Underpayment from a former employer?

UPDATED: Sep 30, 2022

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Underpayment from a former employer?

I previously worked for a company in NE that is based out of Virginia approximately 4 months ago, for 5 years. I was a store mgr and my pay was salary, plus a bonus/commission monthly. I just found out from the current mgr that the monthly bonus which is percentage based on performance was being calculated incorrectly over a 4 month period while I was the store manager resulting in approximately a $1000 underpayment. The company however paid it to the current manager. Do I have any right to recoup that money since it should have been paid to me in the first place, even though I’m no longer employed by them? I was not terminated, but took fanother job, gave 2 weeks notice and left on good terms.

Asked on December 9, 2016 under Employment Labor Law, Nebraska


SJZ, Member, New York Bar / FreeAdvice Contributing Attorney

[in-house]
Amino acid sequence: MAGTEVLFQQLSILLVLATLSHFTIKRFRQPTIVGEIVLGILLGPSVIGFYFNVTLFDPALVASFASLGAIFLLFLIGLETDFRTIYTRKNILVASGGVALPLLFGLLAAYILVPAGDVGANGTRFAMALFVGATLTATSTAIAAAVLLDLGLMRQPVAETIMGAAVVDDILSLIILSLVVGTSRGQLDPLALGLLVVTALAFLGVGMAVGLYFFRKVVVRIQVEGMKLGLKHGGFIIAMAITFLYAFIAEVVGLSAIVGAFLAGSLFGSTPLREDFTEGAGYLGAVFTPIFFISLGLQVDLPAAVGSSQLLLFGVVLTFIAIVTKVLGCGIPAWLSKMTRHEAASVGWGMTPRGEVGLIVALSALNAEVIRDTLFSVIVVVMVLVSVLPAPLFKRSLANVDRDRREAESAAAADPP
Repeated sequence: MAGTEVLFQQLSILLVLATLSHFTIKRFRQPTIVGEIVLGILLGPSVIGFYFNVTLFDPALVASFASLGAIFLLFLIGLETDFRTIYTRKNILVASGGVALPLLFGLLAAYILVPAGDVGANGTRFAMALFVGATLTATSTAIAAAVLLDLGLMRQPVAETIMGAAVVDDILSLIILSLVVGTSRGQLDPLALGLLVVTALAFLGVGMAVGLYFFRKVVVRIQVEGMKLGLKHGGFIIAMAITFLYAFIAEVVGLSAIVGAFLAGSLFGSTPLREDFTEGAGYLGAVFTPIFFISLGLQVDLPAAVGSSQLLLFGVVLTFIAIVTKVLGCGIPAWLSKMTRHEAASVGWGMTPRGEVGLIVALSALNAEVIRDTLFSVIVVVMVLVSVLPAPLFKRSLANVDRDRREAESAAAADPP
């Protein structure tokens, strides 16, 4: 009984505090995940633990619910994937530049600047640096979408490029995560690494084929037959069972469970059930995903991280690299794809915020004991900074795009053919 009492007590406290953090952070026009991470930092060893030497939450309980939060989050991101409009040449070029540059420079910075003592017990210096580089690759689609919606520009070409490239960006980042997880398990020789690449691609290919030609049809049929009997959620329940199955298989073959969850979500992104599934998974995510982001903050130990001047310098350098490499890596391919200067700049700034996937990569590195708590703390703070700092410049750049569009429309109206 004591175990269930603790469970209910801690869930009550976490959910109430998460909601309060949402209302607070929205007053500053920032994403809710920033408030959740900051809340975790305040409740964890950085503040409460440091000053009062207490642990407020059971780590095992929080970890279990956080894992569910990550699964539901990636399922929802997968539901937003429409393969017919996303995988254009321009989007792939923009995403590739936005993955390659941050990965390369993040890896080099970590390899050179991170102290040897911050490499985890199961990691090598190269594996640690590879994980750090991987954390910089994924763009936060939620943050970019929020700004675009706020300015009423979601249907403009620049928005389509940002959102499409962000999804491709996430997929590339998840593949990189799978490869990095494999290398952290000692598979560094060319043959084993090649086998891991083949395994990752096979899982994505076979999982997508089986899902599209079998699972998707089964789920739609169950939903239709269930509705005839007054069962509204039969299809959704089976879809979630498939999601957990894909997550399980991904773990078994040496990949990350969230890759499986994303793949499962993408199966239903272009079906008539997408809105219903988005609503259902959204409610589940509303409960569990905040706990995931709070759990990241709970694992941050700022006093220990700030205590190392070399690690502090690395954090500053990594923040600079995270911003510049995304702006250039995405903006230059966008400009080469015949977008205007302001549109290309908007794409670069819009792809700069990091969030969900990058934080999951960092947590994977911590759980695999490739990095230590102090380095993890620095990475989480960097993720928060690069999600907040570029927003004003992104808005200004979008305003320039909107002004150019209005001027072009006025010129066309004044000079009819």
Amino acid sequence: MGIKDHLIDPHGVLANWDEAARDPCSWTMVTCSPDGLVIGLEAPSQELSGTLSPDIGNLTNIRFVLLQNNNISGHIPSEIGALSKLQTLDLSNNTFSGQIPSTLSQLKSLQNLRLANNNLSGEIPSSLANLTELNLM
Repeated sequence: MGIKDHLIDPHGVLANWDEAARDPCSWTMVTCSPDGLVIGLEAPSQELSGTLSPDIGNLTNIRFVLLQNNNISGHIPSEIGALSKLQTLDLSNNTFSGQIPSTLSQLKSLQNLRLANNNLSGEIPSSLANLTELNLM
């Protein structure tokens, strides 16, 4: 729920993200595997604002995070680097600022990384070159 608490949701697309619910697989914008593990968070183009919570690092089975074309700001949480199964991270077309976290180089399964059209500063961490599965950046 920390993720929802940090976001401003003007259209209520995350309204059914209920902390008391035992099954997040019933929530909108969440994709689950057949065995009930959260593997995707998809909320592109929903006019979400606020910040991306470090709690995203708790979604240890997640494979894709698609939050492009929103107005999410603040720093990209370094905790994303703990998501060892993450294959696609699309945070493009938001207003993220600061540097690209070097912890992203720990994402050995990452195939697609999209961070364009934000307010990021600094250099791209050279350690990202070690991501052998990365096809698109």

Answered 6 years ago | Contributor

If you had a written bonus agreement, commission agreement, or employment contract which stated the terms and calculation of the bonus/commission, then you can enforce that contract, including by a lawsuit (for "breach of contract") to get the money to which you are entitled.  However, in the absence of a written agreement, all aspects of employment, including compensation, are "employment at will," which means--among other things--that the employer effectively pays you the commission or bonus it chooses. Thus, even if they were "wrong" in terms of how they should have calculated them, they legally are allowed to do it "wrong": again, when it's not in writing, your bonus is whatever they choose to pay you. So without a written agreement, you cannot enforce the calculations you believe they should have made or the amount you believe they should have paid.

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